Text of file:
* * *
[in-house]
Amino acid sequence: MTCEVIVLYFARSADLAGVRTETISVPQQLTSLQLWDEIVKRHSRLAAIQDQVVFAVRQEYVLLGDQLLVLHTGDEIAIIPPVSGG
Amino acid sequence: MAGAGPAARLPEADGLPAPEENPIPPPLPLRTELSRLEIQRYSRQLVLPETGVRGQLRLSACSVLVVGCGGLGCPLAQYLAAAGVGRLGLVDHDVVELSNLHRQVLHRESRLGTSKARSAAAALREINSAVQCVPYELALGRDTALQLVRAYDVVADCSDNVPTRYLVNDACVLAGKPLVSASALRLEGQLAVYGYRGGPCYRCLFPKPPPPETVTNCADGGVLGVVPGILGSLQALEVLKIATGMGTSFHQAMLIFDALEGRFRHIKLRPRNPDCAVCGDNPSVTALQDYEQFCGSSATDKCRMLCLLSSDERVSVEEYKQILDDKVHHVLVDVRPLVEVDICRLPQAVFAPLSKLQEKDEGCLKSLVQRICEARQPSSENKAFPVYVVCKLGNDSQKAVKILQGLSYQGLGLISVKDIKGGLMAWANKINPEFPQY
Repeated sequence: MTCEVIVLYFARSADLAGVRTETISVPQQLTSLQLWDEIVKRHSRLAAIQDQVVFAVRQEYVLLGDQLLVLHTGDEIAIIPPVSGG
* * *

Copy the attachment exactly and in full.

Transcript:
[in-house]
Amino acid sequence: MTCEVIVLYFARSADLAGVRTETISVPQQLTSLQLWDEIVKRHSRLAAIQDQVVFAVRQEYVLLGDQLLVLHTGDEIAIIPPVSGG
Amino acid sequence: MAGAGPAARLPEADGLPAPEENPIPPPLPLRTELSRLEIQRYSRQLVLPETGVRGQLRLSACSVLVVGCGGLGCPLAQYLAAAGVGRLGLVDHDVVELSNLHRQVLHRESRLGTSKARSAAAALREINSAVQCVPYELALGRDTALQLVRAYDVVADCSDNVPTRYLVNDACVLAGKPLVSASALRLEGQLAVYGYRGGPCYRCLFPKPPPPETVTNCADGGVLGVVPGILGSLQALEVLKIATGMGTSFHQAMLIFDALEGRFRHIKLRPRNPDCAVCGDNPSVTALQDYEQFCGSSATDKCRMLCLLSSDERVSVEEYKQILDDKVHHVLVDVRPLVEVDICRLPQAVFAPLSKLQEKDEGCLKSLVQRICEARQPSSENKAFPVYVVCKLGNDSQKAVKILQGLSYQGLGLISVKDIKGGLMAWANKINPEFPQY
Repeated sequence: MTCEVIVLYFARSADLAGVRTETISVPQQLTSLQLWDEIVKRHSRLAAIQDQVVFAVRQEYVLLGDQLLVLHTGDEIAIIPPVSGG